• We continued remote workshop for faculty. In total 300 faculty attended these workshops. We also learned of several follow up Zoom sessions within academic departments, led by faculty who had Zoom expertise already, which went to boost the confidence of the faculty. Nothing like collaborating and learning from a peer!
  • After the workshop, we created a “Zoom Room” for the faculty, which was well attended.
  • We ordered webcams, headsets and Wacom tablets for faculty to borrow and several faculty members borrowed them.
  • Did the same for Administrative staff who needed to begin working from home. This turned out to be a non-issue and most were well prepared to work from home. We have unlimited VPN licenses, but we had originally allocated only 255 IP addresses for VPN, we expanded that and we adjusted the VPN split tunneling configuration to vastly reduce the traffic to campus network.
  • Library Collections was fielding a reasonable number of requests for digitization that was being serviced as quickly as possible. We continue to service these requests with a staff member going periodically to service the requests.
  • We ran a survey of the students about which timezones they will be joining the classes from and linked it to the class lists for faculty for them to plan ahead of time.
  • We fielded a range of pedagogical questions, most of which were answered with possibilities and equivalences and in some cases everyone agreed that certain things are just not possible. We suggested the use of an iPad or Wacom tablets for freehand writing for those who needed it and we suggested possible solutions for ensemble music in consultation with our peer institutions. We suggested protocols to use to manage discussions…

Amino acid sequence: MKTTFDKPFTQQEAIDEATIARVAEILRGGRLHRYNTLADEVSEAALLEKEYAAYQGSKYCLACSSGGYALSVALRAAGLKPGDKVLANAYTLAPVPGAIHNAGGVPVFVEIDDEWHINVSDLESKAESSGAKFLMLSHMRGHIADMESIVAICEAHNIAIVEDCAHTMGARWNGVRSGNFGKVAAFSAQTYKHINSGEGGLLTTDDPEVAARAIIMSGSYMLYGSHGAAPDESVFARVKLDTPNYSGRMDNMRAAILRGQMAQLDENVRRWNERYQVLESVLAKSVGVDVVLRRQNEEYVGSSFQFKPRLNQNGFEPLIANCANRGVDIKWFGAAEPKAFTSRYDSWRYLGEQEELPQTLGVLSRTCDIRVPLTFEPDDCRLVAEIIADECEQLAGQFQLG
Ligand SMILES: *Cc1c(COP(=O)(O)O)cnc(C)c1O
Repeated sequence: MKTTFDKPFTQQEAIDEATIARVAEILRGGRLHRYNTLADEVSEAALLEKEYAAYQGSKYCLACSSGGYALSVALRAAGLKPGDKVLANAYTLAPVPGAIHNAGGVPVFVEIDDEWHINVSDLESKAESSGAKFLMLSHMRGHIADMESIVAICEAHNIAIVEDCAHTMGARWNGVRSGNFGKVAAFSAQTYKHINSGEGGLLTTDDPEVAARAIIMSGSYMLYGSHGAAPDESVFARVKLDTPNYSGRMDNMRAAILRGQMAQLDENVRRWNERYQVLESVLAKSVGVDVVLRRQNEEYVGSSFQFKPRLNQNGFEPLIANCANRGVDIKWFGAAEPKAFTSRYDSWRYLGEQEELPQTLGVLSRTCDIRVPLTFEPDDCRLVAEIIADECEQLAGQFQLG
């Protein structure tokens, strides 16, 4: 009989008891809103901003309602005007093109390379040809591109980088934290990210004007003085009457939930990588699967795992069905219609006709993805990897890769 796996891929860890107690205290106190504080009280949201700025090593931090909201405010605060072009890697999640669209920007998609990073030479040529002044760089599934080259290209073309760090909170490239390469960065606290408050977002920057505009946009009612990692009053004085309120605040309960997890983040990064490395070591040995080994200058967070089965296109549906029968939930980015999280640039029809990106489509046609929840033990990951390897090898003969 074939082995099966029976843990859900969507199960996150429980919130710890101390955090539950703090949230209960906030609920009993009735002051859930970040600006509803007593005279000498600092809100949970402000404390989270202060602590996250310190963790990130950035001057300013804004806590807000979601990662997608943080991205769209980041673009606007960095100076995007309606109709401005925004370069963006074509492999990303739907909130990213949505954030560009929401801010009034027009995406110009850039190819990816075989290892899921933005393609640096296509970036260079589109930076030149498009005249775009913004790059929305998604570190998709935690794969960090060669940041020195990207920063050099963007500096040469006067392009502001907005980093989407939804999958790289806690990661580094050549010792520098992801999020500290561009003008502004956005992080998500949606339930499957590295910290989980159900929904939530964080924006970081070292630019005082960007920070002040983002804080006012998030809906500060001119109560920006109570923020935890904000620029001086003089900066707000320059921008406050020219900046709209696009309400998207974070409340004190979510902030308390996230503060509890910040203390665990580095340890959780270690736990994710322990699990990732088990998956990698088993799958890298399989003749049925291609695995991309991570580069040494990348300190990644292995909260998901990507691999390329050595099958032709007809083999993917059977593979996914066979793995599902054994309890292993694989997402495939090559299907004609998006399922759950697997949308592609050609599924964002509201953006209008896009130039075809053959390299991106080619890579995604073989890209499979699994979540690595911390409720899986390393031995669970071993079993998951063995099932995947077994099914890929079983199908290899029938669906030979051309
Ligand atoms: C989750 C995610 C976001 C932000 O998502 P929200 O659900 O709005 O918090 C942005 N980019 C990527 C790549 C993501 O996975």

Remote Instruction

  • First classes began on 3/30 and some of us were watching the progress on the back end with Zoom’s analytics (which is fantastic). We were off to a great start based on the analytics.
  • We had asked faculty if they would like an LTS staff member to join their first class, just to provide a level of comfort. About 30 signed up for this. The staff members who joined these classes reported no issues.
  • We had only 3 tickets to the helpdesk on the first day!
  • We did have connectivity issues for just a couple of classes which we resolved as quickly as we could.
  • At the end of the first day, we ran a survey for students and faculty. Overwhelmingly positive feedback. Most were surprised by how this platform turned out to be better than expected.
  • Now we are getting questions from faculty on some of the advanced uses of Zoom, that we had intentionally avoided discussing. This is a great place to be in frankly!

Next Steps